Peter, I think you’re absolutely right that much grace is needed if a person leads a celibate life. Grace from God, and grace and appreciation and inclusion from that person’s community. To your list of what that can involve, I’d add loneliness at times but, I suppose, living in community can help? Though even then, seeing others enjoying the privilege of intimate relationships, must also, I suppose, need grace as well. To be clear, I deeply respect those who feel called to a life of celibacy. My own spirituality is rooted in convent life, and what I am given by… Read more »

Peter
Peter
Reply to  Susannah Clark
1 month ago

Susannah,

Thank you for your kind and affirming words.

I wish you every blessing.

Peter

Jo B
Jo B
Reply to  Bob
1 month ago

Sorry, you don’t get to be homophobic and then pretend you’re the victim. What’s hateful is the homophobia, not the response to it.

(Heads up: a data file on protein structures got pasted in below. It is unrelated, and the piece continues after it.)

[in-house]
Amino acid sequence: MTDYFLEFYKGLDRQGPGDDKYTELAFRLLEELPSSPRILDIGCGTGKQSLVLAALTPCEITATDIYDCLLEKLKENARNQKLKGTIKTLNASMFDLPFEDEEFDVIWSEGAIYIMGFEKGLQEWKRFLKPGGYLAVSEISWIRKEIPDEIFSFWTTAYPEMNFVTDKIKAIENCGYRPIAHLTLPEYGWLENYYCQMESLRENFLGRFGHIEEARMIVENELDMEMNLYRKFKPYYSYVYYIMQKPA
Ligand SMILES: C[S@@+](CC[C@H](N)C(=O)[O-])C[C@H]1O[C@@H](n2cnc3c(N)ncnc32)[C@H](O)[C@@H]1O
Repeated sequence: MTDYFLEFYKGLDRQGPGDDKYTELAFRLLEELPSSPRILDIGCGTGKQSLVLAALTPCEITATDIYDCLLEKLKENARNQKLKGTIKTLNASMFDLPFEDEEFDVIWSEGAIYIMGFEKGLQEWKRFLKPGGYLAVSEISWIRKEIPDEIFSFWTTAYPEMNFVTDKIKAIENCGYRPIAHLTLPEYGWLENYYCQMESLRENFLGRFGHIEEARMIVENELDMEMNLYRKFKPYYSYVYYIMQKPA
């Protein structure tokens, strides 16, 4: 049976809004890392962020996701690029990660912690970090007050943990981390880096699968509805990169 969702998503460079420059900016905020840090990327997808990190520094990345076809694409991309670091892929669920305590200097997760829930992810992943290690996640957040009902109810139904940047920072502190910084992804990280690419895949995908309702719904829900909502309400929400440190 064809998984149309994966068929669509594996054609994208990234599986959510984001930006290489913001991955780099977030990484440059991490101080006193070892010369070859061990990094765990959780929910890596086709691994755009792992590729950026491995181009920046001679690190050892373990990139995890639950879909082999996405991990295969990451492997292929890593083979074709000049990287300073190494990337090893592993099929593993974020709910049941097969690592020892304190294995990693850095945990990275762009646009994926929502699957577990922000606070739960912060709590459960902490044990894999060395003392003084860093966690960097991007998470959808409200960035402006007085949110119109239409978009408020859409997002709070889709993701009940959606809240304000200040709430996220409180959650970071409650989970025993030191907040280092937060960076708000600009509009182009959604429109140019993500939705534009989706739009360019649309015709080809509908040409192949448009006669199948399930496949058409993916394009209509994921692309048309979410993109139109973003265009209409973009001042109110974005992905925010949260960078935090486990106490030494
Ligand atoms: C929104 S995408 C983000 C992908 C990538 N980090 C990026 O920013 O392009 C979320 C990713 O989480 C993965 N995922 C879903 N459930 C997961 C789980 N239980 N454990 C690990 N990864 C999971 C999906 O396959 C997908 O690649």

Susannah Clark
Reply to  Jo B
1 month ago

I haven’t seen homophobia so far in this thread, Jo. I hope we all agree that you can be opposed to gay sexuality on grounds of conscience, based on a theological position that it’s sinful, without being ‘homophobic’. I don’t know Bob from Adam: consequently I have no idea if he is homophobic or not. Nothing posted in this thread so far seems homophobic as far as I can see. Of course, in venn diagram image, there can be an overlap of people who both theologically oppose gay sex, AND are homophobic. But the two are not in my opinion… Read more »

Peter
Peter
Reply to  Susannah Clark
1 month ago

I applaud your concern to see everybody treated with respect – including conservative evangelicals. However, your notion that anybody is asking for “violins” demeans the discussion.

We are talking about the indictment, prosecution and potential imprisonment of people for no other reason that their private practice of the christian faith.